In April 2014, the government that had come into power two months earlier in Ukraine launched what it termed an “anti-terrorist operation” against the people of Eastern Ukraine.
The easterners were opposed to the government’s plans for economic association with Western Europe and were demanding a greater voice in central government decisions.
That political conflict, NATO’s backing of Kyiv against Moscow, and the large-scale humanitarian crisis created by the war have shaken the political foundations of Europe and ushered in a new Cold War.
Roger Annis is a Vancouver-based writer who attended an antiwar conference in Yalta, Crimea on July (Read more…)
Interesting article on Stop the War coalition site this week entitled Yes it’s true, the United States really is the greatest country in the world – but in what?
The article includes stats and links to demonstrate that when it comes to “violence and preparations for violence” the USA is indeed the undisputed global leader.
In 2013, according to a report by the Stockholm International Peace Research Institute, the U.S. government accounted for 37 percent of world military expenditures, putting it far ahead of all other nations. (The two closest competitors, China and Russia, accounted for 11 percent (Read more…)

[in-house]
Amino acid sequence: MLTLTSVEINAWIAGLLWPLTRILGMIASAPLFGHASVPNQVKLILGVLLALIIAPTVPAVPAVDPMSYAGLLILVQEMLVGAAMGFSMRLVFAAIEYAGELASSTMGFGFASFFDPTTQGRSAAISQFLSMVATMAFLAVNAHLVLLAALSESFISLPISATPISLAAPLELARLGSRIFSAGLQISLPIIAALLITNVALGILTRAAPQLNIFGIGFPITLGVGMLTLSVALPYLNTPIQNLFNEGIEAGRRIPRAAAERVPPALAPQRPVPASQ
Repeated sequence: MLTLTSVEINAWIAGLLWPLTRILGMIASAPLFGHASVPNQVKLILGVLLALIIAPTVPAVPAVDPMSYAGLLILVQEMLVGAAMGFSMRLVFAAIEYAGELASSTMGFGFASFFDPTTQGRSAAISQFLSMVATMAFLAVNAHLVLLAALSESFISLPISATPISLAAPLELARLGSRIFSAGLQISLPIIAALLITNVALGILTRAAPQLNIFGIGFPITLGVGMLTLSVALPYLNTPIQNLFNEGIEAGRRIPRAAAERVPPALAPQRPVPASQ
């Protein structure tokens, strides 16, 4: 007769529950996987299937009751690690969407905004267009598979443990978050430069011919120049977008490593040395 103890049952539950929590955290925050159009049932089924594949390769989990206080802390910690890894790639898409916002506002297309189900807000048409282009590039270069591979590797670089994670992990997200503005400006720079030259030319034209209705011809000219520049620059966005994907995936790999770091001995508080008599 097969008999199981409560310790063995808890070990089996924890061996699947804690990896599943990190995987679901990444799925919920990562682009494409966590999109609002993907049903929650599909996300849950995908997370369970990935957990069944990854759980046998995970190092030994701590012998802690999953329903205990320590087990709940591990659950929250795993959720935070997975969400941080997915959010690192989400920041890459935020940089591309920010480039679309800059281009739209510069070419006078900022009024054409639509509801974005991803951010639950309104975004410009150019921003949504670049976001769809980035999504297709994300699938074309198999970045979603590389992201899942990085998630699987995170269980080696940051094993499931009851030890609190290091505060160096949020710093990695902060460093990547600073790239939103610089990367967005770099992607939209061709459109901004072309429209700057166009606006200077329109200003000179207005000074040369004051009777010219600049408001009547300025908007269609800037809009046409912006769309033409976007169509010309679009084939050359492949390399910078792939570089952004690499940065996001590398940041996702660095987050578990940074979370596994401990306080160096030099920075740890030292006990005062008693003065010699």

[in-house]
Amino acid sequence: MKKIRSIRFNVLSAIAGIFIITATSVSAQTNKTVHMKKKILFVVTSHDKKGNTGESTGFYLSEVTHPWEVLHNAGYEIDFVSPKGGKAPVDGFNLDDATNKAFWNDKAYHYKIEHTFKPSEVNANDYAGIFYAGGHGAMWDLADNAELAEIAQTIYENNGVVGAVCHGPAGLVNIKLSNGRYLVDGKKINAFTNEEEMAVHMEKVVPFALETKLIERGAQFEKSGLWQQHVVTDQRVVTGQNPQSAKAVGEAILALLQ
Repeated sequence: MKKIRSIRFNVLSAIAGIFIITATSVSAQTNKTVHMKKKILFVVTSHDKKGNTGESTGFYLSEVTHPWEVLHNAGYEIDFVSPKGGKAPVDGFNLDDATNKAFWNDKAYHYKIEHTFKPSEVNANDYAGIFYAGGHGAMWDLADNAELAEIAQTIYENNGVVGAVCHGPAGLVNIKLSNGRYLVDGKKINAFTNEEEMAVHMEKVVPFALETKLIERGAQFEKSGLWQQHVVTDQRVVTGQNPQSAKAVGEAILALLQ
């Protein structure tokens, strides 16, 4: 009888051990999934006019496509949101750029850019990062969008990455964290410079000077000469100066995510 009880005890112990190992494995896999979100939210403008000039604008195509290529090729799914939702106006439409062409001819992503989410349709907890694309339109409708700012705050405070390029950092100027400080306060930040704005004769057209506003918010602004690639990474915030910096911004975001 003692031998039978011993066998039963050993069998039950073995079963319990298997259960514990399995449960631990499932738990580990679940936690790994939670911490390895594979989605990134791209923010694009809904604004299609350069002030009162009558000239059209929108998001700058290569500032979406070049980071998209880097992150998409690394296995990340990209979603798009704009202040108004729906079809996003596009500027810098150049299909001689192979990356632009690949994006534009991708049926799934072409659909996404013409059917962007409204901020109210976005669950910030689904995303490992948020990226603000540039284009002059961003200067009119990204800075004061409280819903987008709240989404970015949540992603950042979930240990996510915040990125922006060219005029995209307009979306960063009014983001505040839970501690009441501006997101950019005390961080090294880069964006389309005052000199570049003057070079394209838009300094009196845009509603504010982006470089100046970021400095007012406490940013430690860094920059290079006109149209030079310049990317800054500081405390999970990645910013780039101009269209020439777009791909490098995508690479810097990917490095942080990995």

Before long the Middle East will look like a parking lot for Western jet fighters. The place will be awash in Hornets and Super Hornets, F-16s, F-22s, Eurofighters and Rafales and Tornados. They’ll be flying about over Syria and Iraq searching for something, anything to bomb into rubble and pulp.
Nobody thinks that airstrikes are going to win this “conflict” with IS or ISIS or ISIL or whatever they happen to be called this week or next. We’ll run out of targets first. Then what?
The job unfinished, we will probably succumb to “mission creep.” Airpower didn’t do the (Read more…)
When the government terrorizes the citizens, they are the enemy.
Not all allies have decided that international cachet means flying combat jets. Many are contributing humanitarian aid, an option often derided by Harper’s Conservatives as sending over some blankets.
Germany’s Angela Merkel is one who has chosen blankets over bombs and no one is suggesting that Germany’s global voice will be diminished.
Go to war or be a free rider? “That is small thinking, facile, divisive and unworthy,’’ said Liberal defence critic Joyce Murray.
When called upon to act, said Justice Minister Peter MacKay, we respond.
But surely, when called (Read more…)
This and that for your Tuesday reading.
- Ezra Klein discusses how a corporate focus on buybacks and dividends rather than actually investing capital leads to less opportunities for workers. Nora Loreto offers her take on precarious work in Canada. And Lynne Fernandez and Kirsten Bernas make the case for a living wage in Manitoba and elsewhere.
- Paul Krugman writes that if the Republicans manage to take both houses of Congress, we can expect them to turn voodoo economics into the default means of evaluating policy choices.